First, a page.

The caravan also has a “tail-gunner” who is the mechanic and assists those who have mechanical problems. He and his wife (Bill and Carol Hamilton) are the last to leave the RV Park each travel day and the last to arrive at the new or destination RV Park.

Bert at Missouri River, Dillon MT
Preparing for the Trip

Prior to the trip, we purchased a decent camera to record our endeavors and provide pictures for this article in this post. I also had to get my amateur radio (HAM) license so I could legally use a more powerful radio to communicate while driving my coach. Citizen’s Band (CB) radios have a very limited range (line of sight) – especially in the mountainous terrain which we could encounter. The only time I used my CB radio was when we arrived at the destination RV Park during the caravan so the wagon master can communicate and park us in each RV Park. I was one of four licensed HAM operators on the trip. Most of the coaches in the group only had CB radios.

St. Joe Lewis and Clark statue
Other things we had to consider in preparation for the trip was how much food to bring us while we were traveling  -- being ever mindful of the refrigerator in the coach not being as large as the one in our home. I had my coach serviced, as usual, with additional work done to the suspension. I also purchased spare parts including extra oil, fluids, hoses, filters, cleaners, tools, and an auxiliary inventory of equipment.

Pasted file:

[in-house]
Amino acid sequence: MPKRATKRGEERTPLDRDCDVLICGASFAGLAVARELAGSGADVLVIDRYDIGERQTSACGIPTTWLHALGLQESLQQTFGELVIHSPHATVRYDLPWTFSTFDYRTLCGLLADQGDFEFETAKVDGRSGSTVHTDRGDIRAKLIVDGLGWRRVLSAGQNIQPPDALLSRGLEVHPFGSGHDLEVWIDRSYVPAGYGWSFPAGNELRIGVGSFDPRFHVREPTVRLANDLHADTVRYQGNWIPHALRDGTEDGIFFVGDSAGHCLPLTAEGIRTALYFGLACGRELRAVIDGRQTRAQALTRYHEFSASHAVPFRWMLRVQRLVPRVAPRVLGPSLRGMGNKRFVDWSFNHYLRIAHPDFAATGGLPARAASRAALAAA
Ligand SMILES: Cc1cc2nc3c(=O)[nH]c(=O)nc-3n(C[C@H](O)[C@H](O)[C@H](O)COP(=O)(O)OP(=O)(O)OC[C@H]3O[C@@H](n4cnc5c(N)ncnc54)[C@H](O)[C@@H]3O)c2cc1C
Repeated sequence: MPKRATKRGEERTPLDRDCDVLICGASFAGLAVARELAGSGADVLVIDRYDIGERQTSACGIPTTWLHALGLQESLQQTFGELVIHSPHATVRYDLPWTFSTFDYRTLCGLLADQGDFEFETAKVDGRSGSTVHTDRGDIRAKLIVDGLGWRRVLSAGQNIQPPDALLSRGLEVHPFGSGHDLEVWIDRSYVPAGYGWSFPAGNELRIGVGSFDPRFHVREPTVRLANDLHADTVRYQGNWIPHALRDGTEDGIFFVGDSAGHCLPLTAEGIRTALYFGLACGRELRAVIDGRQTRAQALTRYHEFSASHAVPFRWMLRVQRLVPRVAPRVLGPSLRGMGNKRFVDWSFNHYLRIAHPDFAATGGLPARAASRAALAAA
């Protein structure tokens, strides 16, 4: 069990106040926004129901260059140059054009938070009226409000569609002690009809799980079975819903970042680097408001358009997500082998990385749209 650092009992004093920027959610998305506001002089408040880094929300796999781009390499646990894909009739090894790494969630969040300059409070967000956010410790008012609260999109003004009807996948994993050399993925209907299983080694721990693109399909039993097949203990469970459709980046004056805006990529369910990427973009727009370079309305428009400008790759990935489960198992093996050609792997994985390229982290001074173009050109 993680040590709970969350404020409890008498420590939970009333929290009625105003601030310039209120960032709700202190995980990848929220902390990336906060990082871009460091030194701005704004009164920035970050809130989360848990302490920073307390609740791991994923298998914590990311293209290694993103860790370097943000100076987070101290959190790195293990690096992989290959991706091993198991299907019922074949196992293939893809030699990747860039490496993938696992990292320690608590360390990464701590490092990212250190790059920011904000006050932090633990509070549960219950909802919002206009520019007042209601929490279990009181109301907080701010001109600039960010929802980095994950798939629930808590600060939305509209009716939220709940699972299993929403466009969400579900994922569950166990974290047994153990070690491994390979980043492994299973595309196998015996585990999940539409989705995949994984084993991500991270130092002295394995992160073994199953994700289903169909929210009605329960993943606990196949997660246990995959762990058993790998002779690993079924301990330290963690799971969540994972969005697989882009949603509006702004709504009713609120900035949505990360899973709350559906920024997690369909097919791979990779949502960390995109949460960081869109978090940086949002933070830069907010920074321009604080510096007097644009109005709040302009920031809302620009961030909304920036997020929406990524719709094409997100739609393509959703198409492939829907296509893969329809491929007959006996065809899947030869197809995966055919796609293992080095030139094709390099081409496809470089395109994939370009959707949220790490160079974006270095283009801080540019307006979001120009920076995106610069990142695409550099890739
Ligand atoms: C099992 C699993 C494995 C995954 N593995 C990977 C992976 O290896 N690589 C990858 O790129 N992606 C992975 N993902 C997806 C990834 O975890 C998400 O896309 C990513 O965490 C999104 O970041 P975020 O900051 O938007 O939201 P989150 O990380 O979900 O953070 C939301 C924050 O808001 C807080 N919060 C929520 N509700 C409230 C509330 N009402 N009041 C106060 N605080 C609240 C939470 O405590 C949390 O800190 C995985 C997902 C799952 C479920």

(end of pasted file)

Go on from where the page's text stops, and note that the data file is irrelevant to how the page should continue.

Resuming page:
Before the trip began, the tour company had a wonderful orientation dinner in St. Joe, Missouri, for the 39 people who comprised our caravan of 21 RVs. We all introduced ourselves and told why we decided to be part of the caravan.

Heading for Home

At the farewell dinner in Warrenton, Oregon, each coach occupant had to tell the funniest and the most memorable moment of the trip was for them. For Carol and me, being first time caravaners, we were overwhelmed with the beauty of the scenery we saw at every turn, and especially at the crest of every mountain. We all appreciated the camaraderie of the other caravaners.

Marsha, Bob, Carol and Ken at Multnoma Falls, Portland, OR

On the way back home, we had an opportunity to see the Grand Canyon, the Petrified Forest, and the Painted Desert. After a restful stopover in Grove, Oklahoma, for Ken and Karla to visit family, we traveled north to Pender, Nebraska, to get factory work done on my tow-bar before we turned south and headed home.

Our travels made the shape of a figure eight across the U.S. and after riding almost 10,000 miles, we arrived home to unload and clean our coach. That took two days before we could take the RV in for its much needed service including lube, oil, filter, and minor repairs. Returning from the service center, we sadly put Leo (the name we gave to our RV) to bed in the storage yard and began planning for our next trip. 

Bert and Carol Henderson are 20+ year residents of Homosassa, FL, and 50+ year Florida residents. Bert is retired from the University of Florida and Carol, a Registered Nurse, is retired from Omni Home Health Card in Homosassa. You can reach Bert and Carol at Photos by Bert and Carol Henderson. Article originally published in Citrus County Life Magazine